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The 8th: Southern Donegal: Murvagh, Rossnowlagh and Bundoran

On paper, one of my toughest golf club-carrying walks to date was the 28km from Killybegs into Donegal Town; but fortunately the decent weather had returned and once again I was able to imagine the road rising to meet me and the wind always at my back (or maybe the mushrooms I'd had for breakfast caused me to hallucinate) ... Either way, it proved to be a relatively painless walk via Dunkineely and Mountcharles - and Donegal Town itself is quite charming.

If I woke with a spring still in my step, this time it was caused by the allure and magic of Murvagh: the marvellous 'hidden-in-the-woods' peninsula setting of Donegal Golf Club to the south of the town just beyond Laghy. It had been at least two decades since my last visit to Murvagh (as everyone seems to call the club) yet I was greeted like a long lost friend and treated like a favourite son. The golf course - a very challenging and true links - is one of the finest in the north west and its well-bunkered 4th hole will test most golfers' mettle. Well, it certainly tested mine! But it was a lot of fun nonetheless.

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From Murvagh I journeyed to Rossnowlagh and was joined by my wife Teresa as I took a couple of days' rest. There cannot be many more relaxing or more beautifully appointed places than the Sandhouse Hotel which overlooks Rossnowlagh's magnificent beach - and we were blessed with amazingly fine weather. In addition to generally unwinding there, we had the coincidental good fortune to bump into a fellow long-distance charity trekker. Ten years ago Stuart Hamilton (and friend) walked across the United States from coast to coast: a 5,000 mile trip that took them the best part of two years - partly because they were forced to stop midway when Stuart had to be treated for cancer. While I'm loath to direct you away from this Blog, I recommend you some time view their very entertaining and brilliantly illustrated website, walkingthestates.com. And Stuart, if you are reading this, there's no truth in the rumour that I have recently acquired the site walkingthestates-withgolfclubs.com.

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So after a splendid short stay in Rossnowlagh, it was time to hit the road again. I've already mentioned how pleasant and surprisingly mild the weather was in Rossnowlagh, well it grew even more pleasant, and long before I'd reached Bundoran I was adding a second coating of sunscreen lotion (yep, late March in northwestern Ireland and I'm trying to avoid the pink lobster look). The sunset in Bundoran that evening was astonishing - as much purpley-blue as reddy-orange, and it capped what I suspect may be the finest three consecutive March days ever experienced in County Donegal.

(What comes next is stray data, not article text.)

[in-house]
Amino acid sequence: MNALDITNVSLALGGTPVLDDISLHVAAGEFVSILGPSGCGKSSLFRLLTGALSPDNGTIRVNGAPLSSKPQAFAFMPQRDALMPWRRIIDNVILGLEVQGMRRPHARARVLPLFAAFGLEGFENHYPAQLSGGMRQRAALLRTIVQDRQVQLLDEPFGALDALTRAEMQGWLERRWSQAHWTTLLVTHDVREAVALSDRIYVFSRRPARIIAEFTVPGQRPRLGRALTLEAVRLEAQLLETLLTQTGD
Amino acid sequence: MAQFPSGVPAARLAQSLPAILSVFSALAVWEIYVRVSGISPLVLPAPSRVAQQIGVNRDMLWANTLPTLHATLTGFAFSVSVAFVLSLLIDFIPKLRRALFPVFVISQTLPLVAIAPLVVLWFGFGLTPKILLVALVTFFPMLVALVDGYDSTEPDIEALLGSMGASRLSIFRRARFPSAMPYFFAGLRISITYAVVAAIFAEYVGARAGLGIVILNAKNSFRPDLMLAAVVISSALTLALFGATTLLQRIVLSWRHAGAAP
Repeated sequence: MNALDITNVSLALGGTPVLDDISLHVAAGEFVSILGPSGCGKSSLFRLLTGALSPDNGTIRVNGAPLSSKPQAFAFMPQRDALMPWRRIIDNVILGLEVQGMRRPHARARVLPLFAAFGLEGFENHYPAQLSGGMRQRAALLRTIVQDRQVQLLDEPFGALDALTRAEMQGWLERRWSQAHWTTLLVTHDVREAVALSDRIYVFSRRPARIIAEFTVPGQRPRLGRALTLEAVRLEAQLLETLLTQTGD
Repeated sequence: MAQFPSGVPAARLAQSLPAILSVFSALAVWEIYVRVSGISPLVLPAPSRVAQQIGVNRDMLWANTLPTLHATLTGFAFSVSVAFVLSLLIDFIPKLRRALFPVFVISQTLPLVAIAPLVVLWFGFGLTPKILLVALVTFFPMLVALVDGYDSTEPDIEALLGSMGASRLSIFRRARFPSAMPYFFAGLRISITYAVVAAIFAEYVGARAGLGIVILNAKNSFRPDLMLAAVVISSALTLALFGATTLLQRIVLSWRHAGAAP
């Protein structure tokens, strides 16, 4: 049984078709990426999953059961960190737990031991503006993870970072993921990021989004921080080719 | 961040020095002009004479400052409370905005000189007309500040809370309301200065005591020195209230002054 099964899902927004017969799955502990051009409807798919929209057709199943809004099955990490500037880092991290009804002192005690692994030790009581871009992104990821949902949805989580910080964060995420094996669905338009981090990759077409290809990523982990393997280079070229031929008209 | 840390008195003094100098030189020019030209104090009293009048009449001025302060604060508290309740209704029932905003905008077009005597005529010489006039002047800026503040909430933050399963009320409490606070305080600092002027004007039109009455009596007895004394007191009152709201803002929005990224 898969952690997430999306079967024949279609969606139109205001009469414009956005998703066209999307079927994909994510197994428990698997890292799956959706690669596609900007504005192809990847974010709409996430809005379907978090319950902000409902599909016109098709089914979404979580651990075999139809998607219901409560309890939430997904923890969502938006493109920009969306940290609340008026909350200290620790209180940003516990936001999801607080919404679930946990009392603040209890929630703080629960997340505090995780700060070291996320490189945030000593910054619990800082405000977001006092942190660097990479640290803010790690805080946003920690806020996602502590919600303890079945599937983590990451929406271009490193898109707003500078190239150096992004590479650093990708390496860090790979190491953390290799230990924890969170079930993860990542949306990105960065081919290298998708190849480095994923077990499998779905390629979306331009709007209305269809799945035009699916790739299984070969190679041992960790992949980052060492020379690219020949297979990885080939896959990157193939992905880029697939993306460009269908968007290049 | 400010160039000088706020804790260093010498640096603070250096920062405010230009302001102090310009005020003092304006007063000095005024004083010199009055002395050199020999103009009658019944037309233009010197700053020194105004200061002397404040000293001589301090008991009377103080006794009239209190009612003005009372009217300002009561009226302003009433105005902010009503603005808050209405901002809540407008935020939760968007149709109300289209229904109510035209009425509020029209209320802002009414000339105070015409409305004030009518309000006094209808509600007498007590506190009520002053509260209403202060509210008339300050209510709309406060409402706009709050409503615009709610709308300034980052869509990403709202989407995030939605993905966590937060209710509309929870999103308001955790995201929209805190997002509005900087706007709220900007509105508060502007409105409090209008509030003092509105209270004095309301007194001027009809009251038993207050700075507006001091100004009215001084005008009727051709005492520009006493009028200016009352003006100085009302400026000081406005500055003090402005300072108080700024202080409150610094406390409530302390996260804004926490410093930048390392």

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And it was my last evening in Donegal. The following morning I played the par four, Stroke Index 4, 4th at Bundoran GC with the amiable Adam, one of the club's professionals - it being my eleventh 4th hole of this Wild Atlantic Way campaign - and I then set off in the direction of Grange which is over the border in Co Sligo. (Actually it's the other side of Co Leitrim since you pass through a thin sliver of that county en route).

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So as I head into Co Sligo, a very big thank you to the 11 clubs of Co Donegal and their Members - every one of whom made me feel exceptionally welcome.

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The 7th: St Patrick's Weekend and Amazing Slieve League

Just when I was beginning to think this trip might have to be postponed due to a lack of inclement weather (well, I'm supposed to be be walking the Wild not the Mild Atlantic Way) along came St Patrick's weekend ... And finally, the acronym WAW could also stand for 'Wet and Windy'. I made it to Portnoo on the Friday; my bones ached and my feet were sore - but there's little else I can tell you about St Patrick's Day itself.

Saturday was grey and misty; however it was a little less wet and windy and I enjoyed an early morning visit to Narin & Portnoo Golf Club. The 4th here is the Stroke Index One hole and the very affable and laid back Director of Golf Daragh Lyons showed me how to make a routine four. I then set off down the road to Ardara, an archetypal small Donegal town that likes to style itself "the best village in Ireland" - a claim hotly disputed by the similarly named Adare in Co Limerick.


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Despite the damp, Ardara was in festive mood: the pubs were alive with music and Sunday's St Patrick's parade was colourful and well attended. The south west corner of Donegal is very Celtic and the landscape is dramatic. Glen Head, just beyond Glencolmcille, reminded me of the rugged north Cornish coast (think Poldark) although the area is more famed for its saints than its smugglers.